Can you have too much credit?
When it comes to credit -- student loans, mortgages, auto loans and credit cards -- is it possible to have too much of a good thing?
This post comes from Gerri Detweiler at partner site Credit.com.
When most people think about having too much credit, they are thinking of one of three things:
- Too much debt
- Too many accounts
- Too much available credit
There are a couple of different ways to look at each of those items. The first, of course, is how that factor will be considered when a credit score is calculated. Will it help or hurt your credit score?
The other is how a lender might view that individual factor. Remember, lenders can supplement scores with their own standards. When you get a mortgage loan, for example, the lender will likely look at your credit scores and your debt-to-income ratios.
Let's look at each of those three factors a little more closely.
Too much debt
Yes, you can have too much debt, but how much is too much depends on the type of debt and who's asking the question. According to FICO, the debt you carry makes up about 30% of your score.
That category includes things like the amount you owe on specific types of accounts, the number of accounts with balances, the proportion of credit lines used (proportion of balances to total credit limits on certain types of revolving accounts -- often referred to as "utilization"),and the proportion of installment loan amounts still owing (proportion of balance to original loan amount on certain types of installment loans).
If you're curious about how your debt is affecting your credit score, Credit.com's Credit Report Card will show you for free. (Post continues below.)
While that sounds like a mouthful, the bottom line is that paying off debt doesn't hurt your scores and can save you money in interest. Since credit cards often carry higher interest rates than installment loans like auto, mortgage or student loans, paying your credit cards off can improve your cash flow and may even help your credit scores.
What about students who graduate with $25,000 or more in student loan debt? Will that hurt their scores?
"No," says Barry Paperno, a credit industry veteran and Credit.com's community director. (He's talking about FICO scores in particular.) "While the amount of revolving debt (credit cards, for example) figures very prominently in credit scoring, the same cannot be said for installment debt. How you pay and the length of time you've had an installment loan can strongly impact the score, but the amount you owe does not -- as long as it's being paid on time."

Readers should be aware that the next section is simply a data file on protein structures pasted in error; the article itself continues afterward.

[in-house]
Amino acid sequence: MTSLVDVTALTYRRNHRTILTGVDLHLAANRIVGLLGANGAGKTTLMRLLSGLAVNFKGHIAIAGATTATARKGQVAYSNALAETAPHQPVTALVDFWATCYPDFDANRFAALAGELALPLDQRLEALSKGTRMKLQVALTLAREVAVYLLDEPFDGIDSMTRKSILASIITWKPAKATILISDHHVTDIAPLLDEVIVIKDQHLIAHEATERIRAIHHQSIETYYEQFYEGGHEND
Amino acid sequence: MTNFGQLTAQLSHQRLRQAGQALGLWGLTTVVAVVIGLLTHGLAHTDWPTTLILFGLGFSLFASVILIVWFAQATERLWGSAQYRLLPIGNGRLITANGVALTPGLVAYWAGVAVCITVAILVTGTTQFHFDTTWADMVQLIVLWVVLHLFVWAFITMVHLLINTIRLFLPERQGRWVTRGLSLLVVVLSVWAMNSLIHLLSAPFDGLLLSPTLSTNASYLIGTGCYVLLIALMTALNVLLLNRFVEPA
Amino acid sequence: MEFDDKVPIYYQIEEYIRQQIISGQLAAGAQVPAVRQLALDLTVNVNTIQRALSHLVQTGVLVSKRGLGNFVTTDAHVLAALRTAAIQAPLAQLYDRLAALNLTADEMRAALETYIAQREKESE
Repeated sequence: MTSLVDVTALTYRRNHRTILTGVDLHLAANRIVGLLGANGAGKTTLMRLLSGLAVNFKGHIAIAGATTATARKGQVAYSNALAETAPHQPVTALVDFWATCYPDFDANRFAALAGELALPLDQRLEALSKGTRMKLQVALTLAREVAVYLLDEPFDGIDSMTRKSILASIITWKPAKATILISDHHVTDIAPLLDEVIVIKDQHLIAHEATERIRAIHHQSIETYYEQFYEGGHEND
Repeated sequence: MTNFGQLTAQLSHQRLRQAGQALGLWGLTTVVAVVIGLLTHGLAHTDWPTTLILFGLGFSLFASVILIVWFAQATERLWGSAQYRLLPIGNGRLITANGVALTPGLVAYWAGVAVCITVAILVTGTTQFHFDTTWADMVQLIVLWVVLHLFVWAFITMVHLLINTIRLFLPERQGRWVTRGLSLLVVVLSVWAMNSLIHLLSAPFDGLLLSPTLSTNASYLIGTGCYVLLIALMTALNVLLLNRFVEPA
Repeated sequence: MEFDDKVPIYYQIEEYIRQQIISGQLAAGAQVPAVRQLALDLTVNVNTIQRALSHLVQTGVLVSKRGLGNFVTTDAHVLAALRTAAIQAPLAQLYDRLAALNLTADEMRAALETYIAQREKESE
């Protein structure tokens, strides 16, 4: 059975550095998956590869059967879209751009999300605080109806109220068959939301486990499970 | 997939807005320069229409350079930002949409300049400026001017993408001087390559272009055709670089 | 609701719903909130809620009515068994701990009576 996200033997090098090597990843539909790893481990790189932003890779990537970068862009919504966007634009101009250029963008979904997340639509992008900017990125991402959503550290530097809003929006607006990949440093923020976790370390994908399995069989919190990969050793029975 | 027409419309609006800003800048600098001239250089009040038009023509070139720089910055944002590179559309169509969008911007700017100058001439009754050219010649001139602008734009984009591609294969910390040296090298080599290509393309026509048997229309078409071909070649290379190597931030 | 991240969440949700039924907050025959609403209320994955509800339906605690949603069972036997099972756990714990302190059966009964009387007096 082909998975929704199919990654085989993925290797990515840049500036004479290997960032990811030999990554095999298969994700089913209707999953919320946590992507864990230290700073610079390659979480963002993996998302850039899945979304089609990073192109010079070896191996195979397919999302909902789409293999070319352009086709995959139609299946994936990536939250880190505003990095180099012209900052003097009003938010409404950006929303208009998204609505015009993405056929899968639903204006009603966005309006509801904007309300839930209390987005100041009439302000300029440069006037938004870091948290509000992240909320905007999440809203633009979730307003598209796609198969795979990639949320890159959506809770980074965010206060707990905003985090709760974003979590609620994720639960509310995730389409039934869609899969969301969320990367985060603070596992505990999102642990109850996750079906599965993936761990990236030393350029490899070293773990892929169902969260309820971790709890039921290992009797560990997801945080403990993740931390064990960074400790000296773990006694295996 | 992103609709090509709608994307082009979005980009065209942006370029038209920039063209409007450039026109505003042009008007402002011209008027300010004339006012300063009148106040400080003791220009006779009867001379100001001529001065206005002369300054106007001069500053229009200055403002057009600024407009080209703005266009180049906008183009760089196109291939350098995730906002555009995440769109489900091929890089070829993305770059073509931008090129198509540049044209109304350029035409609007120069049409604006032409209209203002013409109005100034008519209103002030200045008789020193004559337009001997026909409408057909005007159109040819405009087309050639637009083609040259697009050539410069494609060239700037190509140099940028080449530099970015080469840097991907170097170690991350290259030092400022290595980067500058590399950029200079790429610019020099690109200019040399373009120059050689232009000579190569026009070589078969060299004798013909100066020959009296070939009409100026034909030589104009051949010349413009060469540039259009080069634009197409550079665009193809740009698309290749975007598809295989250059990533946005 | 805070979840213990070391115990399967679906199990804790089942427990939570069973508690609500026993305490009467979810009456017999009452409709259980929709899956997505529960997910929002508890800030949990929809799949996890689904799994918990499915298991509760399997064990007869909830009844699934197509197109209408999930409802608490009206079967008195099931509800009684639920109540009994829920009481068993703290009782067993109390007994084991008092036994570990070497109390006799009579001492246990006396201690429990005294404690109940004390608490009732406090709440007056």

In addition, an individual lender may look at your debt-to-income ratios and either decline your application or charge more if your monthly debt payments eat up too much of your monthly income. (Credit reports don't provide reliable income information, so debt-to-income ratios aren't included in credit scores.)
Too many accounts
Three auto loans? Seven credit cards? Four mortgages? Eight student loans? None of these are completely unrealistic scenarios these days.
A household where Mom, Dad and one of the kids has a car may easily have three car loans. Someone who bought a rental property during the real-estate boom could have four mortgages: two on the home they live in and two on their rental property. And recent college grads may have a half-dozen or more student loans.
But how many is too many? If there is an optimal number, you're never going to know what it is since it is part of a sophisticated and proprietary algorithm. And even if you had a specific number of accounts to shoot for, you would still be stuck with the accounts you have on your report since closing accounts doesn't make them disappear.
"While not a heavily weighted part of scoring, there are 'optimal' numbers of accounts of varying types (revolving, installment, etc.) the scoring formula looks for, based on your overall credit profile," says Paperno. When above or below such optimal numbers of accounts, you can lose a few points off your score. These scoring factors do not, however, take into consideration whether accounts are open or closed -- only that they appear on the credit report.
Bottom line, this is not worth getting stressed about. If you have a lot of accounts already, lay low for a while and don't open more unless you really need the loan (a new auto loan so you can replace your clunker, for example, or a low-rate personal loan to pay off a high-rate credit card). In the grand scheme of things, how you manage your payments on your accounts is the most important factor, and it is well within your control.
Too much available credit
This is one of the questions we get all the time at Credit.com. Consumers wonder if they should close some of their credit cards because their total credit limits are so high. They worry that lenders must see that as risky: After all, if they decided to suddenly use all that credit they could get into trouble.
"No, there's nothing about having a lot of credit available that can hurt your score," says Paperno. "In fact, all other things being equal, more revolving credit availability can, for some, mean a lower credit utilization ratio (balances compared to credit limits), which can actually help the credit score."
So if your credit card issuers have been especially generous with your credit limits, don't worry that those high limits will tank your scores.
Want proof that you can have a lot of credit and a great score? Read about Scott Bilker who has 50+ credit cards and a great credit score.
More on Credit.com and MSN Money:
What I found interesting was the factors isolated that could lead to delinquency, which they identified for three groups (people with delinquent accounts, clean accounts, and those with a "thin file"):
Some of these are pretty obvious, but stuff like personal finance installment accounts marking you as a bad risk are less so.
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